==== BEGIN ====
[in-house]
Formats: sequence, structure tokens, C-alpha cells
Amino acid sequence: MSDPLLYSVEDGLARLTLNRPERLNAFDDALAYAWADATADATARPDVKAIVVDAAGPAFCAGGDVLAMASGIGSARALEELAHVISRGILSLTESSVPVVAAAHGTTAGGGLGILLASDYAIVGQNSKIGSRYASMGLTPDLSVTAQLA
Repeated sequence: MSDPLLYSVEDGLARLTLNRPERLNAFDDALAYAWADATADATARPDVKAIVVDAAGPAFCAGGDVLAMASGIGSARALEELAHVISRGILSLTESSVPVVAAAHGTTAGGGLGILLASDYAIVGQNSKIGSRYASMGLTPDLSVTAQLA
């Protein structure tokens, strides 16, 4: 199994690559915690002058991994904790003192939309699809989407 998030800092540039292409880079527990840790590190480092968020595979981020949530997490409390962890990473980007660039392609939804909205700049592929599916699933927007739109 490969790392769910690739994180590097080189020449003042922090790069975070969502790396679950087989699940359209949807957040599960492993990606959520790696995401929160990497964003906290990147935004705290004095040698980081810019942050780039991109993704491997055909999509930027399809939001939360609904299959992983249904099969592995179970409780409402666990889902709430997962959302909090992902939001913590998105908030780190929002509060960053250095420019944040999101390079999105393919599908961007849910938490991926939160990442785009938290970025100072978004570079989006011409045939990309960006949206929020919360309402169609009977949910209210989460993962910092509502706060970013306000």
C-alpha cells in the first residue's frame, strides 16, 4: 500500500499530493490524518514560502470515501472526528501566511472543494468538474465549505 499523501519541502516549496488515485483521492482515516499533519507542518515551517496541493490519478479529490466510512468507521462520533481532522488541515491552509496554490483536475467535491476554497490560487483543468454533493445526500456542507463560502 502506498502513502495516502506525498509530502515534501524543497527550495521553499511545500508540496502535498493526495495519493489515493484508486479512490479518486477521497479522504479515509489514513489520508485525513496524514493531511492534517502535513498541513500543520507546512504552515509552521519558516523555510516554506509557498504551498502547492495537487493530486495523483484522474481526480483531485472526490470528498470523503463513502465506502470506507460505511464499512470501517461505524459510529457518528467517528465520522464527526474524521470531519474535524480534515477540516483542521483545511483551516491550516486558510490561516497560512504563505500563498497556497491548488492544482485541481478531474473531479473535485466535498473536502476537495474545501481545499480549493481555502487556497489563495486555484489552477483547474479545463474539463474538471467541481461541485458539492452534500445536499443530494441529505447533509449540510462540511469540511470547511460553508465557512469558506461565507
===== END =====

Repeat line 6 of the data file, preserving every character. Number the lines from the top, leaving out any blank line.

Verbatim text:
C-alpha cells in the first residue's frame, strides 16, 4: 500500500499530493490524518514560502470515501472526528501566511472543494468538474465549505 499523501519541502516549496488515485483521492482515516499533519507542518515551517496541493490519478479529490466510512468507521462520533481532522488541515491552509496554490483536475467535491476554497490560487483543468454533493445526500456542507463560502 502506498502513502495516502506525498509530502515534501524543497527550495521553499511545500508540496502535498493526495495519493489515493484508486479512490479518486477521497479522504479515509489514513489520508485525513496524514493531511492534517502535513498541513500543520507546512504552515509552521519558516523555510516554506509557498504551498502547492495537487493530486495523483484522474481526480483531485472526490470528498470523503463513502465506502470506507460505511464499512470501517461505524459510529457518528467517528465520522464527526474524521470531519474535524480534515477540516483542521483545511483551516491550516486558510490561516497560512504563505500563498497556497491548488492544482485541481478531474473531479473535485466535498473536502476537495474545501481545499480549493481555502487556497489563495486555484489552477483547474479545463474539463474538471467541481461541485458539492452534500445536499443530494441529505447533509449540510462540511469540511470547511460553508465557512469558506461565507